Analysis makes sense of the ideas that change the world. What made Islam political, whether the...
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Policy-makers have long looked to science to help understand human behaviour and to influence it. But what if science could actually read people's thoughts and intentions? That's the promise of the latest research from neuroscientists, who claim to be able to scan our brains for lies, broken promises and violent intentions. But how reliable is the science of 'mind-reading'? How might it change our ideas about free will, responsibility and rehabilitation? And should we not be able to keep the thoughts in our head private? Presented by Kenan Malik.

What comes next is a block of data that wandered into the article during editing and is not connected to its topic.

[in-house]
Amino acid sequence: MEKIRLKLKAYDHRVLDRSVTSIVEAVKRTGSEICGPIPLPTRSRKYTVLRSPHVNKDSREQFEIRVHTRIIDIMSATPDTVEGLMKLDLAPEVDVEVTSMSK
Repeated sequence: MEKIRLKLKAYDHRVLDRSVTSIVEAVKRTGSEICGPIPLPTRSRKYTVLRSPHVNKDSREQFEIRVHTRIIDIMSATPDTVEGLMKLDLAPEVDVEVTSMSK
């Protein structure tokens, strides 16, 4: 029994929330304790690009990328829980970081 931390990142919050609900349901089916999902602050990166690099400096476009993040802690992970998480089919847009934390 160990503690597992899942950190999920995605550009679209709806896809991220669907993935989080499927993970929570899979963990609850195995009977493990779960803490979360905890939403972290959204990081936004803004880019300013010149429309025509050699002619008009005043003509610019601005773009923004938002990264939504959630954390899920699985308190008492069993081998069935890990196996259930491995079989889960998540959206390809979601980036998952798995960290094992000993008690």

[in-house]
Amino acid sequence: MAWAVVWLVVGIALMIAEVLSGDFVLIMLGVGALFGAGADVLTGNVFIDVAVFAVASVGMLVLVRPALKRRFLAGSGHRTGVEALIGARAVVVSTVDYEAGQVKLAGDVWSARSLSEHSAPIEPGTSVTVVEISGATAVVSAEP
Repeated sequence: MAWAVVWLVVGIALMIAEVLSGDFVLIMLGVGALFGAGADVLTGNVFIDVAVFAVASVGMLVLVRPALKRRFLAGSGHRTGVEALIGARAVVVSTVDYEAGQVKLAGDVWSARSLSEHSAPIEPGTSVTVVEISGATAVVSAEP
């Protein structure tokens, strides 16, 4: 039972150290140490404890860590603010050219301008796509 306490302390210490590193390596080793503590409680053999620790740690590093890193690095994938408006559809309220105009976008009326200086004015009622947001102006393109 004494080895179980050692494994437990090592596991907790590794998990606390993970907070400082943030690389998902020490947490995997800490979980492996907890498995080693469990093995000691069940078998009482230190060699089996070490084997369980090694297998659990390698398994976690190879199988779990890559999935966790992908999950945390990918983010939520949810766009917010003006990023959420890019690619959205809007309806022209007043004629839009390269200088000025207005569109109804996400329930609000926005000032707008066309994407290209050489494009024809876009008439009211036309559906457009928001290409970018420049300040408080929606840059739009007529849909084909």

Deborah Denno, professor of law at Fordham University in New York
Steven J Laken, president and CEO, Cephos Corp
Professor Hank Greeley, director, Center for Law and the Biosciences at Stanford University in California
Ray Tallis, philosopher and doctor
Rt Hon Iain Duncan Smith MP, chairman of the Centre for Social Justice
Professor Julian Savulescu, director of the Wellcome Centre for Neuroethics at Oxford University
Professor Geraint Rees, director of the Institute of Cognitive Neuroscience, University College, London
Paul Root Wolpe, Asa Griggs Candler professor of bioethics at Emory University in Atlanta.